UPDATE: 7:31 a.m. EDT — President Donald Trump wrote in an early morning tweet Wednesday that Russia should "get ready" for a military clash in Syria. Trump's comments came hours after Russian ambassador to Lebanon Alexander Zasypkin said they will shoot down any American missiles fired at Syria. In response to Trump's tweet, Russian foreign ministry spokeswoman said: "Smart missiles should fly toward terrorists, not legal government."

As the United States and Russia continue to clash over a possible military confrontation in Syria, following allegations of the Syrian regime using a chemical attack, Moscow said Wednesday it will respond immediately under such circumstances. On Wednesday, Russia's Defense Committee at the Russian Federation Council said Moscow won't hold back if its military was hit by possible U.S. airstrikes in the Middle Eastern country.

The comments came as Moscow and Washington blocked attempts by each other in the United Nations (U.N.) Security Council to set up international investigations into the chemical weapons attacks in Syria early April. President Donald Trump and Western allies of the U.S., including the United Kingdom and France, have been discussing possible military action to strike at Syrian President Bashar Assad’s forces, which they blame for the chemical gas attack on the Damascus suburb of Douma on April 7, which killed at least 60 people and injured over 1,000. 

Russian Ambassador to Lebanon Alexander Zasypkin also said Wednesday that any American missiles fired at Syria will be intercepted and shot down, Lebanese media reported.

On Monday, Trump warned of a quick, forceful response to the alleged chemical attack and promised “major decisions” by Wednesday that would outline the country’s response to the Douma attack. However, on Tuesday, Russia vetoed a U.S.-drafted text that would have formed a group with the mandate and authority to assign blame for the chemical attacks. This was the twelfth time Moscow opposed any such action against Assad, its close ally, since the Syrian conflict started.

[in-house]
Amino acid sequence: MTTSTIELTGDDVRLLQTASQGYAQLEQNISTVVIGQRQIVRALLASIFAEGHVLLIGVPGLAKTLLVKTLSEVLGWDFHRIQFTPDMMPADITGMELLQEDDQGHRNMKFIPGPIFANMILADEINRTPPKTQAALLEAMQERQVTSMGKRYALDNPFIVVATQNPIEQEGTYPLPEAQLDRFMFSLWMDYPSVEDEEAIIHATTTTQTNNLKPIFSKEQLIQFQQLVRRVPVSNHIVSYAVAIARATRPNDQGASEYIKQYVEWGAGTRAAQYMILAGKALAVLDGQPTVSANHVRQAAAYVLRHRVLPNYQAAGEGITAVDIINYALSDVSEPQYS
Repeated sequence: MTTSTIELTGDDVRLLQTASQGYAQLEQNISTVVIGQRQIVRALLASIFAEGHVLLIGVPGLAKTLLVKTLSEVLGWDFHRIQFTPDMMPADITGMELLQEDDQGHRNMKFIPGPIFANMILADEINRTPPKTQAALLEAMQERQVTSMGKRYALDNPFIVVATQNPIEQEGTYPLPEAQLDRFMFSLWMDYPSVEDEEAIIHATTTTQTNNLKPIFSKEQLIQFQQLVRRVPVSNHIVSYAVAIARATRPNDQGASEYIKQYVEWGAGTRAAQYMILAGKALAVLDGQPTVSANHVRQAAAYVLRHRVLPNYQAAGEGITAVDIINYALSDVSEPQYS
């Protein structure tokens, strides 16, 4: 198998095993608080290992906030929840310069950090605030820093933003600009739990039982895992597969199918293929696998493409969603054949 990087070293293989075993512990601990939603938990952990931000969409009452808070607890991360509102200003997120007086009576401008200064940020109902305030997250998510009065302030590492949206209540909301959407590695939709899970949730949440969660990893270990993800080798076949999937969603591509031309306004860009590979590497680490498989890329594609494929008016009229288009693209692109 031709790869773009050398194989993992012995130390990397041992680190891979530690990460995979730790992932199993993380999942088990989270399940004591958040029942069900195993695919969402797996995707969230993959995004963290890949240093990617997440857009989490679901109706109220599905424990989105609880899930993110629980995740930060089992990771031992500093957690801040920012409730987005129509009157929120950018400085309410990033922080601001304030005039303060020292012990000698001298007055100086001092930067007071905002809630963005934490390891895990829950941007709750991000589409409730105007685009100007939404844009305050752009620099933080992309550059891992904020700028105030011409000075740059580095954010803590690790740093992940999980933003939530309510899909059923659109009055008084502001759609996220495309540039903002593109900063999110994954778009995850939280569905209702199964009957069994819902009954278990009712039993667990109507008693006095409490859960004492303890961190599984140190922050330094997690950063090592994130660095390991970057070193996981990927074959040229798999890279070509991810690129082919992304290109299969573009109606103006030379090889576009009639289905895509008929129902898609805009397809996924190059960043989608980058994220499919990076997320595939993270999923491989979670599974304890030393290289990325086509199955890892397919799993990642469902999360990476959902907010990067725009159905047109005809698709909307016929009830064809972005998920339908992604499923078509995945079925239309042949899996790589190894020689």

“I would once again ask you, once again beseech you, to refrain from the plans that you’re currently developing for Syria,” Russian U.N. Ambassador Vassily Nebenzia said Tuesday, after the council failed to approve a third draft resolution.

Addressing the Security Council, U.S. Ambassador to the U.N. Nikki Haley said the Washington-drafted resolution was “the bare minimum that the council can do to respond to the attack.” Referring to Assad, Haley said: “History will record that, on this day, Russia chose protecting a monster over the lives of the Syrian people.”

UN British Ambassador to the U.N. Karen Pierce (front row, left) and U.S. Ambassador to the U.N. Nikki Haley (front row, center) vote yes on a U.S. draft resolution to create a new inquiry to find blame for the chemical weapons attack last week in Douma, Syria, during a U.N. Security Council meeting in New York City, April 10, 2018. Photo: Drew Angerer/Getty Images

In response, her Russian counterpart, Vassily Nebenzia, said: “Why do you need this mechanism when you have already appointed the guilty party before the investigation?” Nebenzia accused the U.S of trying to mislead the international community and said it amounted to “taking one more step toward confrontation.”

Earlier, Moscow said that a military strike by the U.S. in Syria was unlikely.

Russian Foreign Minister Sergei Lavrov's deputy, Mikhail Bogdanov, called the threat of a military strike in Syria “extremely dangerous” but added that he did not think a direct military clash with the U.S. was likely. “I think it does not exist,” he told reporters Monday. “I believe that common sense should prevail over insanity.”

Meanwhile, The Hague-based Organisation for the Prohibition of Chemical Weapons (OPCW) was investigating the chemical attack after it was approached by the Assad government and Russia to conduct the probe, a move believed to have been aimed at averting any U.S.-led action in the region.

“Syria is keen on cooperating with the OPCW to uncover the truth behind the allegations that some Western sides have been advertising to justify their aggressive intentions,” Syria’s state news agency SANA said Monday.